Imperial Radch Part 1: Radchaai Linguistics–“she was probably male”

my heart is a fish

So, this started out as a simple review of Provenance, the latest book by Ann Leckie, sci-fi writer extraordinaire. But it quickly devolved evolved into an in-depth look at the world of the Imperial Radch and all the varied thoughts that came to the surface as I was reading.

Part 1: Radchaai Linguistics–“she was probably male”

Provenance is the latest book by Ann Leckie, author of the Imperial Radch series that started with Ancillary Justice. She raked in the Hugo, Nebula, and the Arthur C. Clarke award for Ancillary Justice which should tell you just how world-churning of an entry she made onto the science fiction scene. When I started reading the series I simply devoured it.

Minor synopsis for the uninitiated:

There’s a giant multi-galaxy empire called the Radch. Not aliens. Just humans so far into the future that their culture is radically different from any we know. Glove-wearing, tea-drinking, and honor-obsessed. The main character is a military starship AI that can control thousands of human ancillary bodies. It’s a long, complicated plot, but suffice it to say that what was once an AI with thousands of bodies, connected to a human crew, and tasked with military missions and purpose is whittled down to one single ancillary–One Esk Nineteen.

That’s not even one of the most interesting parts. In the Radchaai language, there are no gender-defining words, no he vs. she pronouns. Everyone is simply referred to as ‘she.’ The Radchaai make no effort to differentiate gender and neither does Leckie, leaving the reader a little at sea when attempting to visualize the characters, much less make judgements about their actions.

Not to mention that Ann Leckie’s writing style is particularly cryptic. The stereotypical writing advice “show, don’t tell” is often taken to an extreme. Pair that with the 1st person narration of an AI who still doesn’t fully understand humans and why they do they things they do and…well…Leckie makes the reader work to understand. Something I really admire.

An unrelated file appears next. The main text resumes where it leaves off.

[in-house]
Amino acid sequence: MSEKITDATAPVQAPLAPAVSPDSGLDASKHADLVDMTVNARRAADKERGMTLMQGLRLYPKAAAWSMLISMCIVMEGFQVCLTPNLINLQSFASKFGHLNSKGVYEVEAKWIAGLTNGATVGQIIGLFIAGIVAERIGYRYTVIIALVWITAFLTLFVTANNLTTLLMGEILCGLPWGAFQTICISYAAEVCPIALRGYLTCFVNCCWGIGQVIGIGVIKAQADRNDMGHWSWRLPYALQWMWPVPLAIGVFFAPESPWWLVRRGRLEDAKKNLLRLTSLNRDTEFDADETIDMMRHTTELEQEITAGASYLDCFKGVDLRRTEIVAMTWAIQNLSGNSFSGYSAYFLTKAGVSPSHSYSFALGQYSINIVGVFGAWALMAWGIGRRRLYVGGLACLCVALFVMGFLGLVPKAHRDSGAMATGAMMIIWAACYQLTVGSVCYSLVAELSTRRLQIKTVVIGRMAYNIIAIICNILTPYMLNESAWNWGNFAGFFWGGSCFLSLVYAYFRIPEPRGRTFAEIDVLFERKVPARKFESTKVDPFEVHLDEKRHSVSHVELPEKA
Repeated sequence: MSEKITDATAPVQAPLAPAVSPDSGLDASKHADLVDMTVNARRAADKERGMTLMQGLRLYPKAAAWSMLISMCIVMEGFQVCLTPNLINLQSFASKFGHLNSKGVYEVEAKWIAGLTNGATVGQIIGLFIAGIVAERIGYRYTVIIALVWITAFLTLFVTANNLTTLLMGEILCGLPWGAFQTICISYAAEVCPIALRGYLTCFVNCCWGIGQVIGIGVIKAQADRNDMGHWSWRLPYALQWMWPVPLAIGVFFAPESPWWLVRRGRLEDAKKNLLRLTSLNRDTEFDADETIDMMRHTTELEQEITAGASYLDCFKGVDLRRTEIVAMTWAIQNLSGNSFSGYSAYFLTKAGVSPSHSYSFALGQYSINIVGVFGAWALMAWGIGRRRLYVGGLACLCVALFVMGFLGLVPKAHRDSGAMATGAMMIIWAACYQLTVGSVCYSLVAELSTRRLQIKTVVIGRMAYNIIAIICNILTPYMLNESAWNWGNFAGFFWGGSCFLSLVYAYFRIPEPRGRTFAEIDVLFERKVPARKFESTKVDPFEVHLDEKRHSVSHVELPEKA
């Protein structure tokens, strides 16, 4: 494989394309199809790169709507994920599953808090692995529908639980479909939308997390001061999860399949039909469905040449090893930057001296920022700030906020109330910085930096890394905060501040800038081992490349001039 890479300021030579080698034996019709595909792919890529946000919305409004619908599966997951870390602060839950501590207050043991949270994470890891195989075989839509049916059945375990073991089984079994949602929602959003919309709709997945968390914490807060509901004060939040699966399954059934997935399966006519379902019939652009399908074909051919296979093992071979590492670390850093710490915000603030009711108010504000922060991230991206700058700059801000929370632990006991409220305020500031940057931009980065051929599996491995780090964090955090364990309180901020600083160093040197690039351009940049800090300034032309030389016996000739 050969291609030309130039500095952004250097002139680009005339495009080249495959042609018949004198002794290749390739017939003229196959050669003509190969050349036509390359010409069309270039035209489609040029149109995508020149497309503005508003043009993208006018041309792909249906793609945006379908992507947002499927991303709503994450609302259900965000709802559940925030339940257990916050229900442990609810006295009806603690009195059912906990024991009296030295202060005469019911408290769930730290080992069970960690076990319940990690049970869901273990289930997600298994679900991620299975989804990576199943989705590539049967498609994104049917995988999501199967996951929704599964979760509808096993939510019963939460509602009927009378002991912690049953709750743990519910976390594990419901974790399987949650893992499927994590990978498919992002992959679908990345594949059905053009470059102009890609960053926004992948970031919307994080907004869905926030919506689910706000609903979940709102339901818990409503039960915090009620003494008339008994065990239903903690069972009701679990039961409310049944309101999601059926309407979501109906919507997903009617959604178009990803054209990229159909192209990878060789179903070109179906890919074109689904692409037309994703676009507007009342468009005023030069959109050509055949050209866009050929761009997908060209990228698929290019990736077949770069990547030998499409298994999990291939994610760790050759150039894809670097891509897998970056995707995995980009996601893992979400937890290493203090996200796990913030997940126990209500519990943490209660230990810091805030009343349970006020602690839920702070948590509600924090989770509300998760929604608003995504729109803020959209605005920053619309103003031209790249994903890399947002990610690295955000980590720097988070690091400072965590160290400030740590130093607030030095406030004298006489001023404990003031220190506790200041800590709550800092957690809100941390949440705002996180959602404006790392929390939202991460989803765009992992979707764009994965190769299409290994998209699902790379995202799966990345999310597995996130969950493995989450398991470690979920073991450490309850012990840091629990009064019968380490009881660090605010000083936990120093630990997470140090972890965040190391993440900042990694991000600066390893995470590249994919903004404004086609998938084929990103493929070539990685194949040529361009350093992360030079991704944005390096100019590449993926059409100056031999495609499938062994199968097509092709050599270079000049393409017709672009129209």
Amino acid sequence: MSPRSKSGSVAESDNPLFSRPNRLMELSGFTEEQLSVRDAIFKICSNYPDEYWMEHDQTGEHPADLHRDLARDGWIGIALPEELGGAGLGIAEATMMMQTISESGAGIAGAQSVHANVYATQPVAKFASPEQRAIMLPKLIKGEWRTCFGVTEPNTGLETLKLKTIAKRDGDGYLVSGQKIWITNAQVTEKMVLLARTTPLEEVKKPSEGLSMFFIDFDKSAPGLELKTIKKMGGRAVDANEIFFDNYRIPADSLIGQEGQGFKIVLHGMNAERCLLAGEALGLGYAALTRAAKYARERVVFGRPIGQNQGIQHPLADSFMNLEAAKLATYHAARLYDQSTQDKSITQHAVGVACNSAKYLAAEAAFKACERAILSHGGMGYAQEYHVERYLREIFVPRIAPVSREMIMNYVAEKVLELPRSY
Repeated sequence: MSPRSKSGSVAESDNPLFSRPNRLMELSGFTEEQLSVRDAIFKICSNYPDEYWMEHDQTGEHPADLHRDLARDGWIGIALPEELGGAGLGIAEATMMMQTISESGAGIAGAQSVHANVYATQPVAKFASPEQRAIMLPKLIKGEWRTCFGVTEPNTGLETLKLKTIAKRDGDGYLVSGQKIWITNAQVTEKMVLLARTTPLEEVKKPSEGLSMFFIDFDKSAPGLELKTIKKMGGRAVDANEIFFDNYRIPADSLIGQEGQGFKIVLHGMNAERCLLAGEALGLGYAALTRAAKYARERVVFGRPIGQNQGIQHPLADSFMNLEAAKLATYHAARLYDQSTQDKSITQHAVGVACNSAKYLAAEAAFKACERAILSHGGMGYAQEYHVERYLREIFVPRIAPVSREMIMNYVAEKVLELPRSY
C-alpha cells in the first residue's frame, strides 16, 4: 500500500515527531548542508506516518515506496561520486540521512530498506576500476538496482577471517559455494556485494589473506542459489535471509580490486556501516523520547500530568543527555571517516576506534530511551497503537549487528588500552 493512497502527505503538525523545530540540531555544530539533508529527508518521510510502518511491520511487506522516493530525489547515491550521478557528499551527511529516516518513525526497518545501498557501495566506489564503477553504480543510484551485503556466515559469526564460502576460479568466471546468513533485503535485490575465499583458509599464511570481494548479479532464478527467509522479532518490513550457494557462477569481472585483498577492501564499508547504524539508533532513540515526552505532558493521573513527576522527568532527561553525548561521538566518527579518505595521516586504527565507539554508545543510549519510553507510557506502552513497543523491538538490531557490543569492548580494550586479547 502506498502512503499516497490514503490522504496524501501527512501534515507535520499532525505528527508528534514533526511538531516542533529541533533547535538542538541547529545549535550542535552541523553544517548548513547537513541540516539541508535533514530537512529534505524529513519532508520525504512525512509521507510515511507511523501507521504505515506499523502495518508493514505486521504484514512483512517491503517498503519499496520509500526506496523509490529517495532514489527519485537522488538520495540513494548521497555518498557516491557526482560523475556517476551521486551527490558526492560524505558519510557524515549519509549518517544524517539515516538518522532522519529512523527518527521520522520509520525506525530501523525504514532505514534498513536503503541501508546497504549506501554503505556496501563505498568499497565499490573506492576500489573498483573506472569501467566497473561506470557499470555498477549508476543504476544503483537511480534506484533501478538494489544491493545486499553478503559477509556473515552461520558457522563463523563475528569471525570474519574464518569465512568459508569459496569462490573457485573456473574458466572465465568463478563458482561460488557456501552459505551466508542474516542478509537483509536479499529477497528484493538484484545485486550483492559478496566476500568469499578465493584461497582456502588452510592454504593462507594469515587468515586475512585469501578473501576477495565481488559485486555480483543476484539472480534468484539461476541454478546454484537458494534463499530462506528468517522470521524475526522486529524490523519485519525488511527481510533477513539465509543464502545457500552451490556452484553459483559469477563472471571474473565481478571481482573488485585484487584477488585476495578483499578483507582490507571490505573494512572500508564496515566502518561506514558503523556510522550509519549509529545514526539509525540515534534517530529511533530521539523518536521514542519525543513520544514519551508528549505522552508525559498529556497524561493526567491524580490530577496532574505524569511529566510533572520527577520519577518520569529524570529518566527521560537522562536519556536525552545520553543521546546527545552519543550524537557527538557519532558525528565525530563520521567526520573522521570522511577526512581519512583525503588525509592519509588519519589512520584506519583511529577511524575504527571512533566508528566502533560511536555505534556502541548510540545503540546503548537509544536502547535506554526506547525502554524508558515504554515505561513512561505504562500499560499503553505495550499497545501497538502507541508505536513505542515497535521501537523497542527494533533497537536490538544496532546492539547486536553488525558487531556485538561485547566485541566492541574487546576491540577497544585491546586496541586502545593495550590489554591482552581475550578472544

But I digress. The twist on gender is one of the more interesting things about the Imperial Radch universe. It’s one thing to know that a lot of unconscious bias occurs because of a person’s gender. It shapes our perceptions of them, our interpretations. But it’s quite another to have that crutch so blatantly snatched away. It made me question how I read. Would I have thought differently of this character if I knew she was, in fact, a man? Why? Would it have made much of a different in her (his?) behavior anyway.

Behind me one of the patrons chuckled and said, voice mocking, “Aren’t you a tough little girl.”

I turned to look at her, to study her face. She was taller than most Nilters, but fat and pale as any of them. She out-bulked me, but I was taller, and I was also considerably stronger than I looked. She didn’t realize what she was playing with. She was probably male, to judge from the angular mazelike patterns quilting her shirt. I wasn’t entirely certain. It wouldn’t have mattered, if I had been in Radch space. Radchaai don’t care much about gender, and the language they speak—my own first language—doesn’t mark gender in any way. This language we were speaking now did, and I could make trouble for myself if I used the wrong forms. It didn’t help that cues meant to distinguish gender changed from place to place, sometimes radically, and rarely made much sense to me.